There is no species of humour in which the English more excel, than that which consists in caricaturing and giving ludicrous appellations, or nicknames. In this way they have whimsically designated, not merely individuals, but nations; and in their fondness for pushing a joke, they have not spared even themselves. One would think that, in personifying itself, a nation would be apt to picture something grand, heroic, and imposing; but it is characteristic of the peculiar humour of the English, and of their love for what is blunt, comic and familiar, that they have embodied their national oddities in the figure of a sturdy corpulent old fellow, with a three-cornered hat, red waistcoat, leather breeches, and stout oaken cudgel. Thus they have taken a singular delight in exibiting their most private foibles in a laughable point of view; and have been so successful in their delineations, that there is scarcely a being in actual existence more absolutely present to the public mind than that eccentric personage, John Bull.
Perhaps the continual contemplation of the character thus drawn of them, has contributed to fix it upon the nation; and thus to give reality to what at first may have been painted in a great measure from imagination. Men are apt to acquire peculiarities that are continually ascribed to them. The common orders of English seem wonderfully captivated with the beau ideal which they have formed of John Bull, and endeavour to act up to the broad caricature that is perpetually before their eyes. Un. luckily, they sometimes make their boasted Bůll-ism an apology for their prejudice or grossness; and this I have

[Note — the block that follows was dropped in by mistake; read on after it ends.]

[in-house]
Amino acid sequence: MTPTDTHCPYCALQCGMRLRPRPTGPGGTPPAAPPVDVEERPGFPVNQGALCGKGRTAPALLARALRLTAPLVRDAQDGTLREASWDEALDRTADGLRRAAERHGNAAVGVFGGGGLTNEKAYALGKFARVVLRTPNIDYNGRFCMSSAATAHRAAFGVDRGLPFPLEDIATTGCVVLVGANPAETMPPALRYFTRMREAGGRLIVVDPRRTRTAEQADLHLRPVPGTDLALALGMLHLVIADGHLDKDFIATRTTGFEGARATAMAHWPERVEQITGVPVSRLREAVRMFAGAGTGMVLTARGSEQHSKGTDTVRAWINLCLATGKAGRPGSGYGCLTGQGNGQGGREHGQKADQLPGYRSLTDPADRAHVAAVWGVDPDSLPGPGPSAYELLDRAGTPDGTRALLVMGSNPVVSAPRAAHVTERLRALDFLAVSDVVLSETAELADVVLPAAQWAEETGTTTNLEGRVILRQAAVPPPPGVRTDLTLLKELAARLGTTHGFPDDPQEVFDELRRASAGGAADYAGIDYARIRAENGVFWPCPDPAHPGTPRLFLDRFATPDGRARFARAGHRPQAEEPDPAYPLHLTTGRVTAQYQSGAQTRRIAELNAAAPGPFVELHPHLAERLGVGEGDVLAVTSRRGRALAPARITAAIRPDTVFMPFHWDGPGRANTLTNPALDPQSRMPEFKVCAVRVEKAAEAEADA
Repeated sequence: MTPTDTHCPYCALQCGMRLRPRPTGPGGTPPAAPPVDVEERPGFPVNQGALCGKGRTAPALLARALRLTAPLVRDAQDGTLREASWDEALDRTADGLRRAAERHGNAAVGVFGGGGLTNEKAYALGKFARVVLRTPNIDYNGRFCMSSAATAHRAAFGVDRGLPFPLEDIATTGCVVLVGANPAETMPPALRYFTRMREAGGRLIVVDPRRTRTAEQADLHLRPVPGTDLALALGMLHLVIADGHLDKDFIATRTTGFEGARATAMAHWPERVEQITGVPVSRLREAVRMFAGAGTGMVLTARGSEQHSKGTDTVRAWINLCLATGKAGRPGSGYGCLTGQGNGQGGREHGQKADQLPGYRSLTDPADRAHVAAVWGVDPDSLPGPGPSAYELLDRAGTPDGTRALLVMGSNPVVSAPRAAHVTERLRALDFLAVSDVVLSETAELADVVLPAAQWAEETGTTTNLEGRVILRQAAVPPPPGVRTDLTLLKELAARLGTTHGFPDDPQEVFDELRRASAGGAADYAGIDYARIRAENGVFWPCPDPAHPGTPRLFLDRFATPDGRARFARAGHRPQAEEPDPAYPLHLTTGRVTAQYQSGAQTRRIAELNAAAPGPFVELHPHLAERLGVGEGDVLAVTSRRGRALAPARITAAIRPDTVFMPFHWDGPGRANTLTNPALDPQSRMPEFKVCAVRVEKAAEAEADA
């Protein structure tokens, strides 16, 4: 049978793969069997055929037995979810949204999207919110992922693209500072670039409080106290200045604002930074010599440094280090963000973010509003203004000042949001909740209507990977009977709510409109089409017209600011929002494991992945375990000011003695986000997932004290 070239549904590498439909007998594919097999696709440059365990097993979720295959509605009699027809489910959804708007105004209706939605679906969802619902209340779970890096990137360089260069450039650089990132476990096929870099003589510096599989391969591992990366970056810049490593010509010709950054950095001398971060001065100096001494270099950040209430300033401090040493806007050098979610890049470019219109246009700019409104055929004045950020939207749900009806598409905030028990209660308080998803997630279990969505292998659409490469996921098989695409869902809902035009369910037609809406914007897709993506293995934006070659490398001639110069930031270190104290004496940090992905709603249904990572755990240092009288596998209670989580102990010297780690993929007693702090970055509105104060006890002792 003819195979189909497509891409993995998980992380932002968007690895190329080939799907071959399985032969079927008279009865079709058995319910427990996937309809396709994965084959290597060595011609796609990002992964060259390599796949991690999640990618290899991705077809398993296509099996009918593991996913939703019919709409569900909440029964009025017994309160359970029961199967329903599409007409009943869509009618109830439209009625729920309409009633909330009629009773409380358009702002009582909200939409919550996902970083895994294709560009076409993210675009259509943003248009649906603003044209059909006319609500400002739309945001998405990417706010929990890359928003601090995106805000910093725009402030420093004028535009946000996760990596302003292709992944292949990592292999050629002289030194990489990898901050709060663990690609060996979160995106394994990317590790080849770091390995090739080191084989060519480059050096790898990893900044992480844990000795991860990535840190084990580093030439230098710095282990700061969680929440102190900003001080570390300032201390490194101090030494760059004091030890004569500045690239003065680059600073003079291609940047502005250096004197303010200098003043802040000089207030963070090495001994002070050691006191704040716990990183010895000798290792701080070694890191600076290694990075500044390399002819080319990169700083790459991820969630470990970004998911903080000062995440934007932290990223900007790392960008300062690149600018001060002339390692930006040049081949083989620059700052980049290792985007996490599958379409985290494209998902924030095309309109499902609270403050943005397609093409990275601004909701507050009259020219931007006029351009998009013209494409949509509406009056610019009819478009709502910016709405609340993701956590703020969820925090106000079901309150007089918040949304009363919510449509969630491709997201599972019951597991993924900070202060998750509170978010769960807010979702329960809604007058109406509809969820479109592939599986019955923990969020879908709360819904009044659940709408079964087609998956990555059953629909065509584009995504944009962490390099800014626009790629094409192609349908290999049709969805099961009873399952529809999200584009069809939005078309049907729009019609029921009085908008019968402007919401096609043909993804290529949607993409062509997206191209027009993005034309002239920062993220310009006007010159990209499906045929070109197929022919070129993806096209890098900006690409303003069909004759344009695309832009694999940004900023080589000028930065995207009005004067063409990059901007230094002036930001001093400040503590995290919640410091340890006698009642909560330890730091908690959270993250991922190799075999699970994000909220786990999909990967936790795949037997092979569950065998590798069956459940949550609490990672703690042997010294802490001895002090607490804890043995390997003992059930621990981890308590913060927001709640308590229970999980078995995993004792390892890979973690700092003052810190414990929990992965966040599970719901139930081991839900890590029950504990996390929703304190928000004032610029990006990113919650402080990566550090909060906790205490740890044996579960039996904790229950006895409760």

especially noticed among those truly home-bred and genuine sons of the soil who have never migrated beyond the sound of Bow-bells. If one of these should be a little uncouth in speech, and apt to utter impertinent truths he confesses that he is a real John Bull, and always speaks his mind. If he now and then flies into an unreasonable burst of passion about trifles, he observes, that John Bull is a choleric old blade, but then his passion is over in a moment, and he bears no malice. If he betrays a coarseness of taste, and an insensibility to foreign refinements, he thanks heaven for his ignorance—he is a plain John Bull, and has no relish for frippery and nicknacks. his very proneness to be gulled by strangers, and to pay extravagantly for absurdities, is excused under the plea of munificence-for John is always more generous than wise.
Thus, under the name of John Bull, he will contrive to argue every fault into a merit, and will frankly convict himself of being the honestest fellow in existence.
However little, therefore, the character may have suited in the first instance, it has gradually adapted itself to the nation, or rather they have adapted themselves to each other; and a stranger who wishes to study English peculiarities, may gather much valuable information from the innumerable portraits of John Bull, as exhibited in the windows of the caricature shops. Still